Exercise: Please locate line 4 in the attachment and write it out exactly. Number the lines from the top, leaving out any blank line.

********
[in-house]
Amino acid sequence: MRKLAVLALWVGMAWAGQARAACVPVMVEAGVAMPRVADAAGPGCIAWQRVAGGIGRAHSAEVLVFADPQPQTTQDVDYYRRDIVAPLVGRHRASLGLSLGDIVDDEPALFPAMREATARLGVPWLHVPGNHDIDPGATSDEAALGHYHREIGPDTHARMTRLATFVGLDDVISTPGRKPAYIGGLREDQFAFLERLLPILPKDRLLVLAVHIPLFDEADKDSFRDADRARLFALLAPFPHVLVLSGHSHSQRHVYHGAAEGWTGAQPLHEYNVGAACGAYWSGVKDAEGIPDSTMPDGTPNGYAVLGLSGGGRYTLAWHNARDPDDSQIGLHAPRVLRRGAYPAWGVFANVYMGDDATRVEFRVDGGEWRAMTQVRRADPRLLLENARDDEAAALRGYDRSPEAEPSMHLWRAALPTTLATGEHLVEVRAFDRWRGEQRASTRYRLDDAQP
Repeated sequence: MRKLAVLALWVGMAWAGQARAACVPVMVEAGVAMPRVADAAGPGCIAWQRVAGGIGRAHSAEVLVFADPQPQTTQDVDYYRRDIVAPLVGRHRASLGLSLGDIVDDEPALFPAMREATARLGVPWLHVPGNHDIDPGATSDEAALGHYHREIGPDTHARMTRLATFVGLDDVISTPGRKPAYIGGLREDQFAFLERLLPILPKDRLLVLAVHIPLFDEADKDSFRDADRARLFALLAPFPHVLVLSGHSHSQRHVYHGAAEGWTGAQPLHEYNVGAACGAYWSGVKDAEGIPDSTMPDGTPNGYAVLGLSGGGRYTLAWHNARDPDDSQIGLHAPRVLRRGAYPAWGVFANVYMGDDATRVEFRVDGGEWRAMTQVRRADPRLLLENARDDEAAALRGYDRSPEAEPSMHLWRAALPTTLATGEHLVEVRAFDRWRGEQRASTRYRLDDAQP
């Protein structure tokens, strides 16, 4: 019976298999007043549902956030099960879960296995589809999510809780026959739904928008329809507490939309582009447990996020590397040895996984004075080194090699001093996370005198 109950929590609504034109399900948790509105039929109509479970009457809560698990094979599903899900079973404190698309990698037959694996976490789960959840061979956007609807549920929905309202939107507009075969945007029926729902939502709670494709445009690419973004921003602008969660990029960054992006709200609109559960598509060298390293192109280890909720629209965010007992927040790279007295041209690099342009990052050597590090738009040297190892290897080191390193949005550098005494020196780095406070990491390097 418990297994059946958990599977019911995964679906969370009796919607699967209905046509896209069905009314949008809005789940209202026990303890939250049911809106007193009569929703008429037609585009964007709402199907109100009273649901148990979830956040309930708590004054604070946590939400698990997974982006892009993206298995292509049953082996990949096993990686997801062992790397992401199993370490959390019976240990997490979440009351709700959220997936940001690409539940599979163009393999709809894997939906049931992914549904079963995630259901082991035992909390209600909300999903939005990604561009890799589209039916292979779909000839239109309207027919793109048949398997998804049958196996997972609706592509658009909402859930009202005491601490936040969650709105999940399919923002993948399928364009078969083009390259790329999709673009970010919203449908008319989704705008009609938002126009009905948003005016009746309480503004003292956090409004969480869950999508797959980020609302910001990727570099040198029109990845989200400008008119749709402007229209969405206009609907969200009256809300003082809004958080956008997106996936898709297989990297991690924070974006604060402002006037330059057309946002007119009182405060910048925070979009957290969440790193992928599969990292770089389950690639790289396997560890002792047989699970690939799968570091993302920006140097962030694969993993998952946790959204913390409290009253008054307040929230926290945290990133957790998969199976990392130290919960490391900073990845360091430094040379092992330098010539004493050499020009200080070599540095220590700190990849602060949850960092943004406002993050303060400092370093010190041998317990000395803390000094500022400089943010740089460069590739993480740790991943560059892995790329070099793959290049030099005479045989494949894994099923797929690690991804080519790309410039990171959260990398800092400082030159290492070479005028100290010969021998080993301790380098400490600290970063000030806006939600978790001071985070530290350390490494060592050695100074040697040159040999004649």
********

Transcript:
């Protein structure tokens, strides 16, 4: 019976298999007043549902956030099960879960296995589809999510809780026959739904928008329809507490939309582009447990996020590397040895996984004075080194090699001093996370005198 109950929590609504034109399900948790509105039929109509479970009457809560698990094979599903899900079973404190698309990698037959694996976490789960959840061979956007609807549920929905309202939107507009075969945007029926729902939502709670494709445009690419973004921003602008969660990029960054992006709200609109559960598509060298390293192109280890909720629209965010007992927040790279007295041209690099342009990052050597590090738009040297190892290897080191390193949005550098005494020196780095406070990491390097 418990297994059946958990599977019911995964679906969370009796919607699967209905046509896209069905009314949008809005789940209202026990303890939250049911809106007193009569929703008429037609585009964007709402199907109100009273649901148990979830956040309930708590004054604070946590939400698990997974982006892009993206298995292509049953082996990949096993990686997801062992790397992401199993370490959390019976240990997490979440009351709700959220997936940001690409539940599979163009393999709809894997939906049931992914549904079963995630259901082991035992909390209600909300999903939005990604561009890799589209039916292979779909000839239109309207027919793109048949398997998804049958196996997972609706592509658009909402859930009202005491601490936040969650709105999940399919923002993948399928364009078969083009390259790329999709673009970010919203449908008319989704705008009609938002126009009905948003005016009746309480503004003292956090409004969480869950999508797959980020609302910001990727570099040198029109990845989200400008008119749709402007229209969405206009609907969200009256809300003082809004958080956008997106996936898709297989990297991690924070974006604060402002006037330059057309946002007119009182405060910048925070979009957290969440790193992928599969990292770089389950690639790289396997560890002792047989699970690939799968570091993302920006140097962030694969993993998952946790959204913390409290009253008054307040929230926290945290990133957790998969199976990392130290919960490391900073990845360091430094040379092992330098010539004493050499020009200080070599540095220590700190990849602060949850960092943004406002993050303060400092370093010190041998317990000395803390000094500022400089943010740089460069590739993480740790991943560059892995790329070099793959290049030099005479045989494949894994099923797929690690991804080519790309410039990171959260990398800092400082030159290492070479005028100290010969021998080993301790380098400490600290970063000030806006939600978790001071985070530290350390490494060592050695100074040697040159040999004649």